Published: Mon, January 07, 2019
Global News | By Blake Casey

US sends troops for possible 'violent' Congo vote protests

US sends troops for possible 'violent' Congo vote protests

The United States demanded that "accurate" election results be released and called on the DRC authorities to remove restrictions on internet access.

Congo's Catholic church body, CENCO, said this week that it had identified the victor based on its own tallies collected by 40,000 observers, though it did not name the winner.

"We have observed that the Congolese people have chosen a candidate as president of the republic", Donatien Nshole, secretary general of Cenco, told RFI's Sonia Rolley in an interview broadcast on Friday.

"We call on the Ceni to publish, with all responsibility, the results of the election that respect truth and justice", he said.

Questions still hang over the historic election that could see the first smooth transfer of power in 59 years of the country's independence.

It expressed support to the African Union Election Observation Mission to DRC's expectation, expressed on January 2, 2019, that the announced results align with votes cast by the Congolese people.

On the eve of the first expected results of Congo's long-delayed presidential election, President Donald Trump said military personnel had deployed to Central Africa to protect US assets from possible "violent demonstrations", while the country's powerful Catholic church warned of a popular "uprising" if untrue results are announced.

Congo's ruling party, which backs Kabila's preferred candidate Emmanuel Ramazani Shadary, called the church's attitude "irresponsible and anarchist".

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We strongly urge the CENI to ensure that votes are counted in a transparent and open manner, with observers present, and that the results reported by CENI are accurate and correspond to results announced at each of DRC's 75,000 polling stations.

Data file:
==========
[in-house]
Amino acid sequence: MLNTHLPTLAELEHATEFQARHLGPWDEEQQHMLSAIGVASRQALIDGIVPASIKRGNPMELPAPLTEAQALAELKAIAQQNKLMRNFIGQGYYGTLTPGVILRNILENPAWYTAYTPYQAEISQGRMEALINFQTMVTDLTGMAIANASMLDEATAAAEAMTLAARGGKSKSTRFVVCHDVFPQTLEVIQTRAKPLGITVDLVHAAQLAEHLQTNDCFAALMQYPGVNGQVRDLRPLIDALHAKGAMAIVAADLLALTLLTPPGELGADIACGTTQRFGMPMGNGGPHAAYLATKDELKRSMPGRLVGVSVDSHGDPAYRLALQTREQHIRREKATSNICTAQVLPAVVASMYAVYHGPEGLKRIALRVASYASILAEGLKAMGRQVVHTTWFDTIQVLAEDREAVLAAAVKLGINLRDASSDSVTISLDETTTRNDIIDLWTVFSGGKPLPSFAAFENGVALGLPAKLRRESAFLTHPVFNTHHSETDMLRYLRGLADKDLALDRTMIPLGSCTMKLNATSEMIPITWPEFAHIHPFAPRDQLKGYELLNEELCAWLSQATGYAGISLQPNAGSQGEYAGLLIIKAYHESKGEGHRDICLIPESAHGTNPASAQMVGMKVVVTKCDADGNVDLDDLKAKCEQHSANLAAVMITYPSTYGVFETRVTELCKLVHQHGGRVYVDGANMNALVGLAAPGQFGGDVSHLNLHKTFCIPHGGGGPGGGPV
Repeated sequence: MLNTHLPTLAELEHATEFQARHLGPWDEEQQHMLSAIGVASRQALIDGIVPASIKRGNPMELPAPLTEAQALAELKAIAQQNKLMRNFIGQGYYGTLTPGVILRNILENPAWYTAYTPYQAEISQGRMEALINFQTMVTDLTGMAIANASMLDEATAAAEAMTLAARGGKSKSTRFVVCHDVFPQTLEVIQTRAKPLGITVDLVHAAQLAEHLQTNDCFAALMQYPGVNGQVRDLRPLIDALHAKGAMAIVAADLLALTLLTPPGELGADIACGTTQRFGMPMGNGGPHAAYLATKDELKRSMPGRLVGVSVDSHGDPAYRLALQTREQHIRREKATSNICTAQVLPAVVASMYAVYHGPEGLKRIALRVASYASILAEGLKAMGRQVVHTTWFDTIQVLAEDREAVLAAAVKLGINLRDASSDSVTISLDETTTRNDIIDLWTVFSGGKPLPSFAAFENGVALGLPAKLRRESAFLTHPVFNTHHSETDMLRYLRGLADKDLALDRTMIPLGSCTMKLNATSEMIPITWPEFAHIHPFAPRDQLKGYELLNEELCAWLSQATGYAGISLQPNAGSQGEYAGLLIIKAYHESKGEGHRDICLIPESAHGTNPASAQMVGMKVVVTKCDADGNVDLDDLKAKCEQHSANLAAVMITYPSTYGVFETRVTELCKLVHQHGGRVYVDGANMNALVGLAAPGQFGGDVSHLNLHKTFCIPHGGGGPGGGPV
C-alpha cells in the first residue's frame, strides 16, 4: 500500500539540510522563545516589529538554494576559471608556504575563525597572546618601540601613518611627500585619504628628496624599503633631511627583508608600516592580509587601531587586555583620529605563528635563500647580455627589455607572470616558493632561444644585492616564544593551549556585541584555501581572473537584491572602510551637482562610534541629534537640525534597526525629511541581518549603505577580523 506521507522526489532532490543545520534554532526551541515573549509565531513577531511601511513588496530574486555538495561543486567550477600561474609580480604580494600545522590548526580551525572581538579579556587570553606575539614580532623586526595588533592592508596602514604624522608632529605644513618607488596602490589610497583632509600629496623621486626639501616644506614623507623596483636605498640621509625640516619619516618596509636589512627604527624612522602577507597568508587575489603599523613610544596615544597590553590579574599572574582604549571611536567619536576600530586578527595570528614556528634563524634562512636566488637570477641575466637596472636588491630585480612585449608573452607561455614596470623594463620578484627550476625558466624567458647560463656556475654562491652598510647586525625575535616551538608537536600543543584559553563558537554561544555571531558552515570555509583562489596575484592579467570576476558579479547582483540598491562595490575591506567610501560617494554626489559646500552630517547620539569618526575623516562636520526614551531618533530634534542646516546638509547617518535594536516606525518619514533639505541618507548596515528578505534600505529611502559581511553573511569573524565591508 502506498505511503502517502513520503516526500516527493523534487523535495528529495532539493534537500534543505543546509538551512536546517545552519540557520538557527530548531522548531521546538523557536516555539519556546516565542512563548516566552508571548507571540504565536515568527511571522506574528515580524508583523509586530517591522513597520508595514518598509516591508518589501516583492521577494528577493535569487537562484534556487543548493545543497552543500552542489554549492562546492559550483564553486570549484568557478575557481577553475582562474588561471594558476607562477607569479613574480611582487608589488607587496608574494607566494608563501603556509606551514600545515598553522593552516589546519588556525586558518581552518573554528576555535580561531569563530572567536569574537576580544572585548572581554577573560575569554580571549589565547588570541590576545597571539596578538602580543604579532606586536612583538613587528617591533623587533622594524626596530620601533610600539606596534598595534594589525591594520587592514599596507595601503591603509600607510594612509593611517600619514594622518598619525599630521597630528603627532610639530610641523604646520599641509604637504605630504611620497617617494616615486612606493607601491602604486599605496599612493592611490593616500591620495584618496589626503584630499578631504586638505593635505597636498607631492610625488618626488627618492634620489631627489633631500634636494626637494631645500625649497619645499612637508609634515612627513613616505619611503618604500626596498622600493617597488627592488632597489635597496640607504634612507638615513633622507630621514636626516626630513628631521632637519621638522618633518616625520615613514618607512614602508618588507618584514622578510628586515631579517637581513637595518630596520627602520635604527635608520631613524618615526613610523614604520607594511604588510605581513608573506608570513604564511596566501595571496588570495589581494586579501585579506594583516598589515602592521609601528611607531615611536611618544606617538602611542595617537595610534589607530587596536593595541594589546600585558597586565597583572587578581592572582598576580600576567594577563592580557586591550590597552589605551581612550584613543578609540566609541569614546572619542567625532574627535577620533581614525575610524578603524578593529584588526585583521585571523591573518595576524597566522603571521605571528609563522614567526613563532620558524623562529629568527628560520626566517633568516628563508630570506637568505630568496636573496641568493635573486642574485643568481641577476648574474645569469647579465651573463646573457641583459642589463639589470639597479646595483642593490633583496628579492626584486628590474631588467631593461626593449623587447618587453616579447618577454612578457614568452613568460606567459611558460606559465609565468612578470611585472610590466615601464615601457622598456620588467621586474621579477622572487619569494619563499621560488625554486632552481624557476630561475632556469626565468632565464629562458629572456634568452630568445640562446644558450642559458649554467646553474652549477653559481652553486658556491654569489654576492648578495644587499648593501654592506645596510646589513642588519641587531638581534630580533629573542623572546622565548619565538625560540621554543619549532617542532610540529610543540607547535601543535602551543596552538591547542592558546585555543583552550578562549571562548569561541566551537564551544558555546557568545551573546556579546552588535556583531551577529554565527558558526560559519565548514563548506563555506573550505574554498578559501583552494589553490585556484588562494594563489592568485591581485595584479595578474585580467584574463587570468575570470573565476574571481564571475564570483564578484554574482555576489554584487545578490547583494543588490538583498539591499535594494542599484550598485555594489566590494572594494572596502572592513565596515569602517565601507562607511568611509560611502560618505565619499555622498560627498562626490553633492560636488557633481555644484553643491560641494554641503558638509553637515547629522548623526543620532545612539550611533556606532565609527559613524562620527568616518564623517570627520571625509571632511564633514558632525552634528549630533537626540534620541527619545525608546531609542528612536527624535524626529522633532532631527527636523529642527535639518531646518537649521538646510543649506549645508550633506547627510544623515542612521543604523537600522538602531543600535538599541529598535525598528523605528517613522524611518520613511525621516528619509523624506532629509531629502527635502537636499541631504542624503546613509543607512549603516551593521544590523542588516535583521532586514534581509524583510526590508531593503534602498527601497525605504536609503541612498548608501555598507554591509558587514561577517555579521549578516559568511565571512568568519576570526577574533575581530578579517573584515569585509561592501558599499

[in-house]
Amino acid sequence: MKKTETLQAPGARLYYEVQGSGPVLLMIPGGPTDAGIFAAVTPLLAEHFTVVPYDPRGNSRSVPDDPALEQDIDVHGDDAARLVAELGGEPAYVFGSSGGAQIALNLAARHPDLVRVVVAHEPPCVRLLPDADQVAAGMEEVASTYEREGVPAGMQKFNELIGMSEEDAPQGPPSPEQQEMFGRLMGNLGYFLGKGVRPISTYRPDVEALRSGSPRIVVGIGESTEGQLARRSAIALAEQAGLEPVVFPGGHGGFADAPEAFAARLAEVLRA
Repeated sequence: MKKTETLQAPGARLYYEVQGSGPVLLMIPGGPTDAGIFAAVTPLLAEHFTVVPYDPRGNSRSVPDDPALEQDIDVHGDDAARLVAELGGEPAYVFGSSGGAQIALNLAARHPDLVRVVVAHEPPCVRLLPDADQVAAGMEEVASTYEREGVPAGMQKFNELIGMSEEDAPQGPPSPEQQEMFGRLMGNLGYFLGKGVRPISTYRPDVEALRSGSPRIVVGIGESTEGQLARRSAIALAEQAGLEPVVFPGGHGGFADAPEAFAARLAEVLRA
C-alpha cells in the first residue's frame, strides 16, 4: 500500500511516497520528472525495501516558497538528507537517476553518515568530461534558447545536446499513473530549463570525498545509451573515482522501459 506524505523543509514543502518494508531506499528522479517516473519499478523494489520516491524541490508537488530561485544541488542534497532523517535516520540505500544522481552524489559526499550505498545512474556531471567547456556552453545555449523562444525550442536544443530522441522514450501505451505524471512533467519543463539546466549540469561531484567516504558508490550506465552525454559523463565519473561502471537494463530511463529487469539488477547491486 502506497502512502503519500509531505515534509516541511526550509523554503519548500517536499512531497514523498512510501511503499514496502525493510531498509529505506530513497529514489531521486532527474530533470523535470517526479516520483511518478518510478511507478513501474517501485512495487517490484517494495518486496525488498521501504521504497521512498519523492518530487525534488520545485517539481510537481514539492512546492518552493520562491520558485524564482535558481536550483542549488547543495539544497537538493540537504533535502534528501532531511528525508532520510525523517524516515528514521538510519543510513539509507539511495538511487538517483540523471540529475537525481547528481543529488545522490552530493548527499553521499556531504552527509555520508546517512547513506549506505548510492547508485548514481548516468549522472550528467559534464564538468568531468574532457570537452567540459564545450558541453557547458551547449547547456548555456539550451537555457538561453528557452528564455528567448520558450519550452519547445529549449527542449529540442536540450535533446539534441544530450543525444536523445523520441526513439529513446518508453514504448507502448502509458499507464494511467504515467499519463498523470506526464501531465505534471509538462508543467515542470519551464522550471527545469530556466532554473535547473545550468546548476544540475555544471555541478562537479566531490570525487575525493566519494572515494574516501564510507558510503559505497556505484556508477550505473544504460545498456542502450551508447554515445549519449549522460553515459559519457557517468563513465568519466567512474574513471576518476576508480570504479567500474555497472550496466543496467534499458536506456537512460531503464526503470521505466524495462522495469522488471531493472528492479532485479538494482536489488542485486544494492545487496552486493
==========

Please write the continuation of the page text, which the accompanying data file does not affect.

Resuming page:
"It is not possible to publish the results on Sunday".

Congo's electoral commission is expected to release provisional results of the presidential election on Sunday, but it has said there could be delays because of the slow arrival of tally sheets.

The United States, which has threatened to impose sanctions against those who undermine the election process and has deployed troops to Gabon in case its citizens need rescuing from any violence, backed the statement, alongside Britain, Ivory Coast, Belgium and others. Ahead of the vote, the USA ordered non-emergency government employees and family members to leave the country.

That is the question observers are asking after the opposition coalition said they will not accept a result that does not declare their candidate Martin Fayulu the victor.

But an official in President Joseph Kabila's government, Kikaya Bin Karubi, has accused the church leaders of breaching constitutional and electoral laws.

The country's Catholic church has warned about a popular "uprising" if false election results are announced, according to The Associated Press. Some 40 million people were registered to vote, though at the last minute about 1 million voters were barred by the electoral commission which cited a deadly Ebola virus outbreak in eastern Congo.

Mr Kabila took over from his assassinated father Laurent in 2001.

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